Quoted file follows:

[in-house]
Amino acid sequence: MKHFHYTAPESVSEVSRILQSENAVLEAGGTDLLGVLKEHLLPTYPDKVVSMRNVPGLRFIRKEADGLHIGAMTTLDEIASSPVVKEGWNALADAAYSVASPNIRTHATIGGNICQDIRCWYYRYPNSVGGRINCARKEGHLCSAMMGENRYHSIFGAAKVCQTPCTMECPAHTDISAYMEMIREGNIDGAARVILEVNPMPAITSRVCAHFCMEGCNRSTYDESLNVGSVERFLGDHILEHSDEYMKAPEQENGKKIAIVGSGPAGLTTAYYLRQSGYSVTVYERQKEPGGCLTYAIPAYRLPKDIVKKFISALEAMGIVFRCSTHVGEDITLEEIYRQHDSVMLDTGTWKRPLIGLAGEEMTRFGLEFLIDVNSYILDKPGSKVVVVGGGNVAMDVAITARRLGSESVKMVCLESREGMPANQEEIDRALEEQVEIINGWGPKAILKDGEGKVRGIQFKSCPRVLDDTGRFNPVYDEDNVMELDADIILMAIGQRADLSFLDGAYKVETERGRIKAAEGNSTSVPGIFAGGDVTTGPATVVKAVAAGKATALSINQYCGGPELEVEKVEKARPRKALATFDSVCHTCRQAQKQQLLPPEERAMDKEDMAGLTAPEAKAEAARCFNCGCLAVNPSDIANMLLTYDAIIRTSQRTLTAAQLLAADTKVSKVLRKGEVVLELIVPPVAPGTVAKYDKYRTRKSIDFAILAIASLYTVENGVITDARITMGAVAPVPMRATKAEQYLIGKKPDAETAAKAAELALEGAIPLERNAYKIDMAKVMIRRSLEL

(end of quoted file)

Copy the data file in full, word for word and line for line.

[in-house]
Amino acid sequence: MKHFHYTAPESVSEVSRILQSENAVLEAGGTDLLGVLKEHLLPTYPDKVVSMRNVPGLRFIRKEADGLHIGAMTTLDEIASSPVVKEGWNALADAAYSVASPNIRTHATIGGNICQDIRCWYYRYPNSVGGRINCARKEGHLCSAMMGENRYHSIFGAAKVCQTPCTMECPAHTDISAYMEMIREGNIDGAARVILEVNPMPAITSRVCAHFCMEGCNRSTYDESLNVGSVERFLGDHILEHSDEYMKAPEQENGKKIAIVGSGPAGLTTAYYLRQSGYSVTVYERQKEPGGCLTYAIPAYRLPKDIVKKFISALEAMGIVFRCSTHVGEDITLEEIYRQHDSVMLDTGTWKRPLIGLAGEEMTRFGLEFLIDVNSYILDKPGSKVVVVGGGNVAMDVAITARRLGSESVKMVCLESREGMPANQEEIDRALEEQVEIINGWGPKAILKDGEGKVRGIQFKSCPRVLDDTGRFNPVYDEDNVMELDADIILMAIGQRADLSFLDGAYKVETERGRIKAAEGNSTSVPGIFAGGDVTTGPATVVKAVAAGKATALSINQYCGGPELEVEKVEKARPRKALATFDSVCHTCRQAQKQQLLPPEERAMDKEDMAGLTAPEAKAEAARCFNCGCLAVNPSDIANMLLTYDAIIRTSQRTLTAAQLLAADTKVSKVLRKGEVVLELIVPPVAPGTVAKYDKYRTRKSIDFAILAIASLYTVENGVITDARITMGAVAPVPMRATKAEQYLIGKKPDAETAAKAAELALEGAIPLERNAYKIDMAKVMIRRSLEL